Public non secular perform lay on the middle of civic society in past due medieval Europe. during this illuminating research, Andrew Brown attracts at the wealthy and formerly little-researched information of Bruges, one in every of medieval Europe's wealthiest and most crucial cities, to discover the position of faith and rite in city society. the writer situates the spiritual practices of voters - their funding within the liturgy, commemorative companies, guilds and charity - in the contexts of Bruges' hugely diverse society and of the alterations and crises town skilled. concentrating on the non secular processions and festivities backed via the municipal govt, the writer demanding situations a lot present pondering on, for instance, the character of 'civic religion'. Re-evaluating the ceremonial hyperlinks among Bruges and its rulers, he questions no matter if rulers may possibly dominate the city panorama via spiritual or ceremonial potential, and gives new perception into the interaction among ritual and tool of relevance all through medieval Europe
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Pp. 225–6. 67 See comments on ‘secularising’ effects of civic control of religion, in Chevalier, ‘Religion civique’, p. 349; G. Dickson, ‘The 115 Cults of Saints in Later Medieval and Renaissance Perugia:Â€ A Demographic Overview of a Civic Pantheon,’ in G. Dickson, Religious Enthusiasm in the Medieval West (Aldershot, 2000), pp. 6–25 (p. 19). It is perhaps a historiographical issue that is more dominant in some countries than in others. g. G. Rosser, ‘Urban Culture and the Church 1300–1540’, in D.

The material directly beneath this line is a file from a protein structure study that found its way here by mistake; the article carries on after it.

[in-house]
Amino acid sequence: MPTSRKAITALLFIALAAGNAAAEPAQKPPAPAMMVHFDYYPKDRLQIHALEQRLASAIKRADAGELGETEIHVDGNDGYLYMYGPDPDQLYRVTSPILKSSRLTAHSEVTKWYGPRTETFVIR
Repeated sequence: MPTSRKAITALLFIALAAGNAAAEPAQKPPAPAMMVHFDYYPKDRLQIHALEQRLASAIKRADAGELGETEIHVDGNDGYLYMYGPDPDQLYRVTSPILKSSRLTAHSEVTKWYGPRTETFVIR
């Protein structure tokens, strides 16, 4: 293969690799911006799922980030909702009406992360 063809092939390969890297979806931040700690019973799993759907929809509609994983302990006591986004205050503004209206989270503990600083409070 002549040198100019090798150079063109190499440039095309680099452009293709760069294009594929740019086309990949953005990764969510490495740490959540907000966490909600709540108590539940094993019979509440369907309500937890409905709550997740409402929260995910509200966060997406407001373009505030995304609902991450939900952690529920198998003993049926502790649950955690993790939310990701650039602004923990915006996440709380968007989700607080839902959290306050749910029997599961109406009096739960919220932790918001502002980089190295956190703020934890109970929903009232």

A further problem with applying ‘civil religion’ to late medieval society is really a problem with Durkheim. It leads to the assumption that religion should be regarded essentially as an expression of social concerns, or a means to deal with them. So it may be at times. The Reynoud Willems case might be one such example:Â€the Holy Blood procession does demonstrate a sense of civic unity and the authority of the Bruges magistrates. But to restrict interpretation of the procession to analysis of social or political agendas is to limit an understanding of the event and how it evolved.
How these mysterious effects are achieved is somewhat obscure. ‘Emotion’ is the agent most called upon to work the necessary alchemy. 95 But reference to emotional effects alone is an unsatisfactory explanation for the way rituals might work. 96 In the search to explain what rituals might say or do, historians have tended to turn to one of two models. One is Victor Turner’s adaption of van Gennep’s analysis of rites of passage. 98 But in the case of processions like the Holy Blood, however, the suspension of social hierarchies required in liminality never really happened.